Mr. Pileggi said the Board should wait for the proposed ordinance changes from Mr. Bearor and put this item on a future agenda then decide the next step.
As the discussion evolved into potential legal strategies, Jo moved to enter executive session pursuant to 1-MRSA §405(6)(E). Gary 2 nd . Vote in favor was 5-0 at 8:15 PM. Out at 8:36 PM.
Selectmen requested that Stu obtain copies of other gravel ordinances in respect to renewal process.
Code Enforcement Officer Mike Jordan said there will be a problem in another month when numerous permits expire. He said the pit owners will not be able to drill all the required wells within 30-days. He asked if that means he should shut down the operations. Cynthia said the pit owners should talk and bargain with the Planning Board. Mr. Pileggi suggested the Planning Board could extend the current licenses pending application review. The Selectmen said the Code Enforcement Officer and Planning Board should deal with it when it happens.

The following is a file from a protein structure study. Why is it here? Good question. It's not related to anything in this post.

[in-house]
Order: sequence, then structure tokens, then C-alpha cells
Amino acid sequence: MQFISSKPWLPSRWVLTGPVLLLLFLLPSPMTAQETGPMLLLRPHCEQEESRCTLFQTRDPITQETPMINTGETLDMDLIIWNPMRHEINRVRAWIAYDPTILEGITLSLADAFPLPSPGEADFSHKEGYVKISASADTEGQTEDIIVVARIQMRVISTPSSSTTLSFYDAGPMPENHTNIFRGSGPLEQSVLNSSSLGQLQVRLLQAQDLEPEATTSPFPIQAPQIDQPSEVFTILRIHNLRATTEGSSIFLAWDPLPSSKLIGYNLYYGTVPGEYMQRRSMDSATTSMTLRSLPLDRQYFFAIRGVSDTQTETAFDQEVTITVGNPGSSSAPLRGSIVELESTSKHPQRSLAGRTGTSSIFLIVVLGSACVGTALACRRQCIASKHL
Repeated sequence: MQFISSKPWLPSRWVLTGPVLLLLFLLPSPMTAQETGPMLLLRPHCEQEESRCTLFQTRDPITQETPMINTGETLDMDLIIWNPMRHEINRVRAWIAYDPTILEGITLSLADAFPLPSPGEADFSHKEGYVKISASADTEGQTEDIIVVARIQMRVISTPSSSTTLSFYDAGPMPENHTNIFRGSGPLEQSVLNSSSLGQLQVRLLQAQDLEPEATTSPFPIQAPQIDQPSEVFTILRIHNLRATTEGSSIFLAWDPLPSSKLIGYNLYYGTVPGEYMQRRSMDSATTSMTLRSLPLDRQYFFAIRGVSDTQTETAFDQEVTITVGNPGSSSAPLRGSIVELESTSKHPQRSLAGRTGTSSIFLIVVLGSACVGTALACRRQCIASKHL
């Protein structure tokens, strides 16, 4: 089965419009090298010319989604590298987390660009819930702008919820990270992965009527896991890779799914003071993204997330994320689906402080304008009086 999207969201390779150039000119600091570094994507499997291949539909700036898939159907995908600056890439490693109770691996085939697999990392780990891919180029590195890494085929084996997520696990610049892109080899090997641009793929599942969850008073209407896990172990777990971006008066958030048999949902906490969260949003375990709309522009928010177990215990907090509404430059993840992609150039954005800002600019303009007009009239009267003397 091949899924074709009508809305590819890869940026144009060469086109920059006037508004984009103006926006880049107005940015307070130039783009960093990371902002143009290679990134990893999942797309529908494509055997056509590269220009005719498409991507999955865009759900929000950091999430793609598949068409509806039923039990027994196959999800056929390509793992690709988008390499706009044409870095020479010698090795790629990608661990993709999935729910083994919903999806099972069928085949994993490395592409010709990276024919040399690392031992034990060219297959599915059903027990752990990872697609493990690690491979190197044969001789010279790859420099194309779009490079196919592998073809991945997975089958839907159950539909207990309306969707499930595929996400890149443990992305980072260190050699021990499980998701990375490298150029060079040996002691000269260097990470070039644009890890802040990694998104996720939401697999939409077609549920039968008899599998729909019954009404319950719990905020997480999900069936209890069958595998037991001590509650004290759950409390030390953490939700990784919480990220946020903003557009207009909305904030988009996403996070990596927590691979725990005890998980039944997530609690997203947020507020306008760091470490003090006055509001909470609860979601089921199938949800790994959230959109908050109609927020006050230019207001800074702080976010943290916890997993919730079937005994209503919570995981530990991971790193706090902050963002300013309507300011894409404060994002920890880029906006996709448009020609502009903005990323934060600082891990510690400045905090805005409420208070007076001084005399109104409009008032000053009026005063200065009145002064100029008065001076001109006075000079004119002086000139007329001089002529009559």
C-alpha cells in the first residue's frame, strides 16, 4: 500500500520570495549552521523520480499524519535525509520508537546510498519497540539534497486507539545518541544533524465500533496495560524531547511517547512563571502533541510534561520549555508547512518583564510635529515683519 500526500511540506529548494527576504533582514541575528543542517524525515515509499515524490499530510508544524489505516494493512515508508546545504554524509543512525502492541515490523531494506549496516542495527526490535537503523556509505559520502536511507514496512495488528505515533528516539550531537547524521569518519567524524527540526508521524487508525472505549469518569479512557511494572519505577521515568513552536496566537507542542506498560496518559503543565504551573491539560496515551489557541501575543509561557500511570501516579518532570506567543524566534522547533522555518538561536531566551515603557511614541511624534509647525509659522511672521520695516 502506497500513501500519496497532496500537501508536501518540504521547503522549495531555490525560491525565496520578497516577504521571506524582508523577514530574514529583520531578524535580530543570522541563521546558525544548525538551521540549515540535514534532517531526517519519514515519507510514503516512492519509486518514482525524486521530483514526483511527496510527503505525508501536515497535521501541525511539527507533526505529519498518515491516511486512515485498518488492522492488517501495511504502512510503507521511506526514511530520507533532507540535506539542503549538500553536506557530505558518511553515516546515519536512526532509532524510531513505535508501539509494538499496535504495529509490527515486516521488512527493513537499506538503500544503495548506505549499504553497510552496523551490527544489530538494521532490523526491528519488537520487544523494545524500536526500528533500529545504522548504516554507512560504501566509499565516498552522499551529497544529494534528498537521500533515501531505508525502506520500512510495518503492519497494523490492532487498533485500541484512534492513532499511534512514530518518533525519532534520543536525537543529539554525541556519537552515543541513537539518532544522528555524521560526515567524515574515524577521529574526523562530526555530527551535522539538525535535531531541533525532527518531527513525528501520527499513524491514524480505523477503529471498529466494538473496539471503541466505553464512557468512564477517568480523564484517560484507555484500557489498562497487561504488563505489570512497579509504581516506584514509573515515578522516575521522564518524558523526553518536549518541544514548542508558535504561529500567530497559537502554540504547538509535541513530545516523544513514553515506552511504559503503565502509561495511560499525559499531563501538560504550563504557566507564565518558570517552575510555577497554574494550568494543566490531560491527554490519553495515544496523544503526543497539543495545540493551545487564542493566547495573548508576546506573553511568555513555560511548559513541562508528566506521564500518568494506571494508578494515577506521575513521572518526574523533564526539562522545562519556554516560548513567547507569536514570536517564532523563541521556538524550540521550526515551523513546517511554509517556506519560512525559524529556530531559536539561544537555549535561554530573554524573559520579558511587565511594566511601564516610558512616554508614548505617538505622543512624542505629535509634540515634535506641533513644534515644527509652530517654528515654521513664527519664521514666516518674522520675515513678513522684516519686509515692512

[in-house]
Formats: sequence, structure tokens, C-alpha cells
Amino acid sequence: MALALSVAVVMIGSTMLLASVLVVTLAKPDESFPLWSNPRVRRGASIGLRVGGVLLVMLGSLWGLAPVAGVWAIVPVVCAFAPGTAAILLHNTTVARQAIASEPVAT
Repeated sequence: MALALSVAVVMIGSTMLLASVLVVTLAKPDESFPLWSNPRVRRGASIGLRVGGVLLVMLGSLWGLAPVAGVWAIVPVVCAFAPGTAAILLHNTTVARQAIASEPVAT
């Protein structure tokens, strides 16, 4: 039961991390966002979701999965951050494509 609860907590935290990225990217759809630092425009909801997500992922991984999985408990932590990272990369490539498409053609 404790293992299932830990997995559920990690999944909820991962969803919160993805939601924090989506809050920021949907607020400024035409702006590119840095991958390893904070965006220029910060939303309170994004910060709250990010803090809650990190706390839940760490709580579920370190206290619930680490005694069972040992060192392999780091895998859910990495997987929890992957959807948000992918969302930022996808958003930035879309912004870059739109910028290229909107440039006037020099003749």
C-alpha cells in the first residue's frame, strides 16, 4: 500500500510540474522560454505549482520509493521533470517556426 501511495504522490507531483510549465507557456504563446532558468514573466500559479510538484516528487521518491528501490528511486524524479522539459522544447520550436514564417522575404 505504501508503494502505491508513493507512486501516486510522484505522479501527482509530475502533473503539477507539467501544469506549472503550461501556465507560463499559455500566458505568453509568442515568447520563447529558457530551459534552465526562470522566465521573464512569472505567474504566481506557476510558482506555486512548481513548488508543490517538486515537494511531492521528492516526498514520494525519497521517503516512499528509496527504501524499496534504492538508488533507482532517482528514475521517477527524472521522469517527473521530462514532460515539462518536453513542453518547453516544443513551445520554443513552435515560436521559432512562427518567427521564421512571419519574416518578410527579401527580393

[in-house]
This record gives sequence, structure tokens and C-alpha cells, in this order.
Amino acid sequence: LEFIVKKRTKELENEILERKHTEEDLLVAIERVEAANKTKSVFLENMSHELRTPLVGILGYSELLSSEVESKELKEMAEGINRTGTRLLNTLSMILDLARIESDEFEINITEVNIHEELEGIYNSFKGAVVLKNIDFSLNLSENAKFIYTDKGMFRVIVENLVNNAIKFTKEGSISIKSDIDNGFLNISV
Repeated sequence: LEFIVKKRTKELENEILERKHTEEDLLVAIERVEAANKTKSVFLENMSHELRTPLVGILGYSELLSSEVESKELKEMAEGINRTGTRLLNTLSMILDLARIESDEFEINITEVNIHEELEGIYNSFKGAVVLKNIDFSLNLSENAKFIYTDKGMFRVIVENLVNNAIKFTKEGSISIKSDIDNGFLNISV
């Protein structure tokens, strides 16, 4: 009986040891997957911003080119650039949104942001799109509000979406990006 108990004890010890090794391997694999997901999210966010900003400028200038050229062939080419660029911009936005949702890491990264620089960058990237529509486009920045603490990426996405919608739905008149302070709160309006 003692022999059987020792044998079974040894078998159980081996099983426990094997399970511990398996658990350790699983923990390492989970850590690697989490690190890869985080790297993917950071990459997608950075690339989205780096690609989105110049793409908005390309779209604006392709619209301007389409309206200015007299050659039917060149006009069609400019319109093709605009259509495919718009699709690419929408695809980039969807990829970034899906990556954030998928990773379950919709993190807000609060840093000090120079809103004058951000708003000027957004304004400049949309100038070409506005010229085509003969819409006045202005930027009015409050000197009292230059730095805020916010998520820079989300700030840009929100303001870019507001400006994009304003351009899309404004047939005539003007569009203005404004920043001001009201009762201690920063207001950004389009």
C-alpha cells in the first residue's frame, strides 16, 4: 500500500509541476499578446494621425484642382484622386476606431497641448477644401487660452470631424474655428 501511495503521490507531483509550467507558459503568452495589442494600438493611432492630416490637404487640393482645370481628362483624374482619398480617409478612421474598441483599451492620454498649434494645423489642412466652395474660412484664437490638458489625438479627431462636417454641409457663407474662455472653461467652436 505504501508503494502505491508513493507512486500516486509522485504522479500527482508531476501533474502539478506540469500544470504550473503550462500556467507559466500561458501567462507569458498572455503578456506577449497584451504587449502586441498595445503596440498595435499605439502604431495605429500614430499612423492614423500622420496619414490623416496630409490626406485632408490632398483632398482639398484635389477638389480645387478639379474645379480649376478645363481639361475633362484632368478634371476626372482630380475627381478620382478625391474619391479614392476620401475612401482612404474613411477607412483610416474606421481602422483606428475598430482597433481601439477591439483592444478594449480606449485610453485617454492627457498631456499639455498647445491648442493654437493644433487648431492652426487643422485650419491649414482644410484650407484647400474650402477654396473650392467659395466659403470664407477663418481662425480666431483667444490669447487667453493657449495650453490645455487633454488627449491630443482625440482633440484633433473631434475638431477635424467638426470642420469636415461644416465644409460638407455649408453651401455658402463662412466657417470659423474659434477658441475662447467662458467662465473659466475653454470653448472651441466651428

Mr. Pileggi said he would discuss that matter with Mr. Bearor.
There being no further business, the meeting adjourned at 8:43 PM
Stu Marckoon, Adm. Asst. to the Selectmen